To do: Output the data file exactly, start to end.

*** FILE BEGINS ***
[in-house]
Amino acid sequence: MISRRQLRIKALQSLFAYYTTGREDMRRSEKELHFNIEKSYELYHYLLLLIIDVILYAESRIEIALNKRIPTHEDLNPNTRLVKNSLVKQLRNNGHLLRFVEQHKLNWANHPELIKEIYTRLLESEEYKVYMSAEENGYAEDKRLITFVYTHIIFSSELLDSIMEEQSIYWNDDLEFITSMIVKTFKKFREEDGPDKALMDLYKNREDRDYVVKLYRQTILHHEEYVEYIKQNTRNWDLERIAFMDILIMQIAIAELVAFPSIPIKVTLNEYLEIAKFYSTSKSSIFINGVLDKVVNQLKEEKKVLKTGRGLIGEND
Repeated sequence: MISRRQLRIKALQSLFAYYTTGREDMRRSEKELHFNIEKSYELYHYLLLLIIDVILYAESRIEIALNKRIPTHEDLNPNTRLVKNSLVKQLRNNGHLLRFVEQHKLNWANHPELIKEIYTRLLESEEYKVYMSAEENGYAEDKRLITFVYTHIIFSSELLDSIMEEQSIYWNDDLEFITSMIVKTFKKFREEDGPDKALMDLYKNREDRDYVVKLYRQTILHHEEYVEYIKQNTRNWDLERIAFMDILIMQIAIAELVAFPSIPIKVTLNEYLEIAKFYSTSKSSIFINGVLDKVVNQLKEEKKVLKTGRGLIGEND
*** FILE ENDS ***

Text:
[in-house]
Amino acid sequence: MISRRQLRIKALQSLFAYYTTGREDMRRSEKELHFNIEKSYELYHYLLLLIIDVILYAESRIEIALNKRIPTHEDLNPNTRLVKNSLVKQLRNNGHLLRFVEQHKLNWANHPELIKEIYTRLLESEEYKVYMSAEENGYAEDKRLITFVYTHIIFSSELLDSIMEEQSIYWNDDLEFITSMIVKTFKKFREEDGPDKALMDLYKNREDRDYVVKLYRQTILHHEEYVEYIKQNTRNWDLERIAFMDILIMQIAIAELVAFPSIPIKVTLNEYLEIAKFYSTSKSSIFINGVLDKVVNQLKEEKKVLKTGRGLIGEND
Repeated sequence: MISRRQLRIKALQSLFAYYTTGREDMRRSEKELHFNIEKSYELYHYLLLLIIDVILYAESRIEIALNKRIPTHEDLNPNTRLVKNSLVKQLRNNGHLLRFVEQHKLNWANHPELIKEIYTRLLESEEYKVYMSAEENGYAEDKRLITFVYTHIIFSSELLDSIMEEQSIYWNDDLEFITSMIVKTFKKFREEDGPDKALMDLYKNREDRDYVVKLYRQTILHHEEYVEYIKQNTRNWDLERIAFMDILIMQIAIAELVAFPSIPIKVTLNEYLEIAKFYSTSKSSIFINGVLDKVVNQLKEEKKVLKTGRGLIGEND